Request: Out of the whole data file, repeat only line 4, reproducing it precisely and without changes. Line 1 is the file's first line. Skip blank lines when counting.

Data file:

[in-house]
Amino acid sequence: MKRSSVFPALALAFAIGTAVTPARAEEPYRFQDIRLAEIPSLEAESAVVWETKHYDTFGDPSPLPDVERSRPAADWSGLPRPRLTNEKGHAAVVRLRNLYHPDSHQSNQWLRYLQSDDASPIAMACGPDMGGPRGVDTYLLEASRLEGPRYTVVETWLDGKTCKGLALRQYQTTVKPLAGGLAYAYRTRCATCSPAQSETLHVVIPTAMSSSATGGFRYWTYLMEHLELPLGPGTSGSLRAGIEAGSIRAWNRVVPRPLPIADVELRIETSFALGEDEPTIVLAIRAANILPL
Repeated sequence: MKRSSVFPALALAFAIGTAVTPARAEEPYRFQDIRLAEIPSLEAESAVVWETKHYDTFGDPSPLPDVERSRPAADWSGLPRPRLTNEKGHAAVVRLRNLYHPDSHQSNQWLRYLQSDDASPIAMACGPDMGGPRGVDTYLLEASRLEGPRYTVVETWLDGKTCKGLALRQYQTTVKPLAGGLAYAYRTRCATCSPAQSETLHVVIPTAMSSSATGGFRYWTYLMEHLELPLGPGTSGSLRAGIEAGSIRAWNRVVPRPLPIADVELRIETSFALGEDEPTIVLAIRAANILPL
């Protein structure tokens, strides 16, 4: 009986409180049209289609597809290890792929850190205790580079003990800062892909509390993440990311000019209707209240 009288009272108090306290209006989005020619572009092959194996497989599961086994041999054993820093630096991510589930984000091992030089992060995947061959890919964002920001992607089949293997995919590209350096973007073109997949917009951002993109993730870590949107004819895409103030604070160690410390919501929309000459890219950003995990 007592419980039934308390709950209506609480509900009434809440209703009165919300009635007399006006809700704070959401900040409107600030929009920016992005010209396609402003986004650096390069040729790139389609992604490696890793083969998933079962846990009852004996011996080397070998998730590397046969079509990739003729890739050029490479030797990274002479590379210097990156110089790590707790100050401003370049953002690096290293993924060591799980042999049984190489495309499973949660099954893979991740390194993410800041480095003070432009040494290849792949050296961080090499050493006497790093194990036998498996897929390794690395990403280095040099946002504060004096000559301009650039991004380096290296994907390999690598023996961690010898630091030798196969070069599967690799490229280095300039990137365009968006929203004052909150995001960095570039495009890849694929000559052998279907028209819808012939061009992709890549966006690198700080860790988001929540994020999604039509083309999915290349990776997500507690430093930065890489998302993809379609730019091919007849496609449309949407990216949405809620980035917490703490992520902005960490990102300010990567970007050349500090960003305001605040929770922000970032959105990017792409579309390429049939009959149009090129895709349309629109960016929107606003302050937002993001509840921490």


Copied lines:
């Protein structure tokens, strides 16, 4: 009986409180049209289609597809290890792929850190205790580079003990800062892909509390993440990311000019209707209240 009288009272108090306290209006989005020619572009092959194996497989599961086994041999054993820093630096991510589930984000091992030089992060995947061959890919964002920001992607089949293997995919590209350096973007073109997949917009951002993109993730870590949107004819895409103030604070160690410390919501929309000459890219950003995990 007592419980039934308390709950209506609480509900009434809440209703009165919300009635007399006006809700704070959401900040409107600030929009920016992005010209396609402003986004650096390069040729790139389609992604490696890793083969998933079962846990009852004996011996080397070998998730590397046969079509990739003729890739050029490479030797990274002479590379210097990156110089790590707790100050401003370049953002690096290293993924060591799980042999049984190489495309499973949660099954893979991740390194993410800041480095003070432009040494290849792949050296961080090499050493006497790093194990036998498996897929390794690395990403280095040099946002504060004096000559301009650039991004380096290296994907390999690598023996961690010898630091030798196969070069599967690799490229280095300039990137365009968006929203004052909150995001960095570039495009890849694929000559052998279907028209819808012939061009992709890549966006690198700080860790988001929540994020999604039509083309999915290349990776997500507690430093930065890489998302993809379609730019091919007849496609449309949407990216949405809620980035917490703490992520902005960490990102300010990567970007050349500090960003305001605040929770922000970032959105990017792409579309390429049939009959149009090129895709349309629109960016929107606003302050937002993001509840921490």